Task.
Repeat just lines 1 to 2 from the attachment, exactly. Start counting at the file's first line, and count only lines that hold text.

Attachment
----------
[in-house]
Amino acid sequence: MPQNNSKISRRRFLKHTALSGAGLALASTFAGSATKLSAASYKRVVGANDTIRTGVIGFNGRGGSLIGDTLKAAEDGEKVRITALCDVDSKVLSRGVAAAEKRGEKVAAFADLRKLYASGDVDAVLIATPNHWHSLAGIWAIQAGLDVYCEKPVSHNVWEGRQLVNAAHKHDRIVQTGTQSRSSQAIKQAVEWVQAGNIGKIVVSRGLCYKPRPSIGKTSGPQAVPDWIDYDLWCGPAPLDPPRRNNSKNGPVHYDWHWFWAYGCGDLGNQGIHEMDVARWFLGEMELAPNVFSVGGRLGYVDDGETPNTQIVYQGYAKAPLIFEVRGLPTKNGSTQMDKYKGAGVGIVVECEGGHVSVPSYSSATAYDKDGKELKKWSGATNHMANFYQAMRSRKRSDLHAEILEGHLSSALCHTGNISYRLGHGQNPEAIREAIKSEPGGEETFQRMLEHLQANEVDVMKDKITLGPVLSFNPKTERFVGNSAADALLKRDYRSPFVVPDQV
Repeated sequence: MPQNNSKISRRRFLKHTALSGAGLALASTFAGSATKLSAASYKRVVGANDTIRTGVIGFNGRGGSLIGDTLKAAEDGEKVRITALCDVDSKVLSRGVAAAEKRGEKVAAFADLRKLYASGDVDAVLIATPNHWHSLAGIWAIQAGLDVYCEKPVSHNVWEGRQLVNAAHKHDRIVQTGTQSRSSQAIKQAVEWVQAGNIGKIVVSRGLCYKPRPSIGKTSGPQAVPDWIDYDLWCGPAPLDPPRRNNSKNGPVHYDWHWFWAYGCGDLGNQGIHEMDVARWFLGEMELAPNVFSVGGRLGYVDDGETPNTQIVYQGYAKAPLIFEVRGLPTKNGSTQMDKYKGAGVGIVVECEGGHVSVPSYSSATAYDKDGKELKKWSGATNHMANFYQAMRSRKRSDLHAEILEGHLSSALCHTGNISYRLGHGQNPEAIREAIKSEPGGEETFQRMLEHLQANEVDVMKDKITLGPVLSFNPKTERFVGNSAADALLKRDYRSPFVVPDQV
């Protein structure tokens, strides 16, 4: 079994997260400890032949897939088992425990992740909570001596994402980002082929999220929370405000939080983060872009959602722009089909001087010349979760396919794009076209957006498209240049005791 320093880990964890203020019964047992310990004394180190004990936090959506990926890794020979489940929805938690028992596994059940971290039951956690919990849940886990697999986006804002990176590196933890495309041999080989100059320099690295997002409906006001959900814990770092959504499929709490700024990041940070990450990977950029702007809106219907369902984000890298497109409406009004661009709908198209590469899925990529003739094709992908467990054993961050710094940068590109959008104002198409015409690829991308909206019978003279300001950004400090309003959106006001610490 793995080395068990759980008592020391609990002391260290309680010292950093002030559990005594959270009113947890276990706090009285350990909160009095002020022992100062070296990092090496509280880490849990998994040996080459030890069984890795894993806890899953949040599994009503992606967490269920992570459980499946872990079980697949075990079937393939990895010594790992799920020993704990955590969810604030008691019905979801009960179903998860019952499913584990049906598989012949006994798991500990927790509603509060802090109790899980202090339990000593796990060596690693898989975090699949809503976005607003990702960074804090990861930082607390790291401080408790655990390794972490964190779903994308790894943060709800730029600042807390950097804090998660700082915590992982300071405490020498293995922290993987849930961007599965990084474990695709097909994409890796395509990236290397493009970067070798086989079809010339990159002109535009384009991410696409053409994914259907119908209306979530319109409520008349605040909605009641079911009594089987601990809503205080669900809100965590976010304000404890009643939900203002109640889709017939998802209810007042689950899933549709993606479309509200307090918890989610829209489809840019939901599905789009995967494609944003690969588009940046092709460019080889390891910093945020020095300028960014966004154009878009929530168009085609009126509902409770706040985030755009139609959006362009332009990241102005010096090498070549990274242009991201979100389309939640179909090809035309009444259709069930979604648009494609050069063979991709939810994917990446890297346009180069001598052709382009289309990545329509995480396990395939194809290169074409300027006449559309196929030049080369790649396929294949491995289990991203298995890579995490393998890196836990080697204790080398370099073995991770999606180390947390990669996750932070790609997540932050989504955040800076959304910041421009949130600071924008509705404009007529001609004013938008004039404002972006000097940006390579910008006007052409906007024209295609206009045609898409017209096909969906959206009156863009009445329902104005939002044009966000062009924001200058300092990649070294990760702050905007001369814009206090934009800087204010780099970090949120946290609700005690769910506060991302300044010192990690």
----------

[in-house]
Amino acid sequence: MPQNNSKISRRRFLKHTALSGAGLALASTFAGSATKLSAASYKRVVGANDTIRTGVIGFNGRGGSLIGDTLKAAEDGEKVRITALCDVDSKVLSRGVAAAEKRGEKVAAFADLRKLYASGDVDAVLIATPNHWHSLAGIWAIQAGLDVYCEKPVSHNVWEGRQLVNAAHKHDRIVQTGTQSRSSQAIKQAVEWVQAGNIGKIVVSRGLCYKPRPSIGKTSGPQAVPDWIDYDLWCGPAPLDPPRRNNSKNGPVHYDWHWFWAYGCGDLGNQGIHEMDVARWFLGEMELAPNVFSVGGRLGYVDDGETPNTQIVYQGYAKAPLIFEVRGLPTKNGSTQMDKYKGAGVGIVVECEGGHVSVPSYSSATAYDKDGKELKKWSGATNHMANFYQAMRSRKRSDLHAEILEGHLSSALCHTGNISYRLGHGQNPEAIREAIKSEPGGEETFQRMLEHLQANEVDVMKDKITLGPVLSFNPKTERFVGNSAADALLKRDYRSPFVVPDQV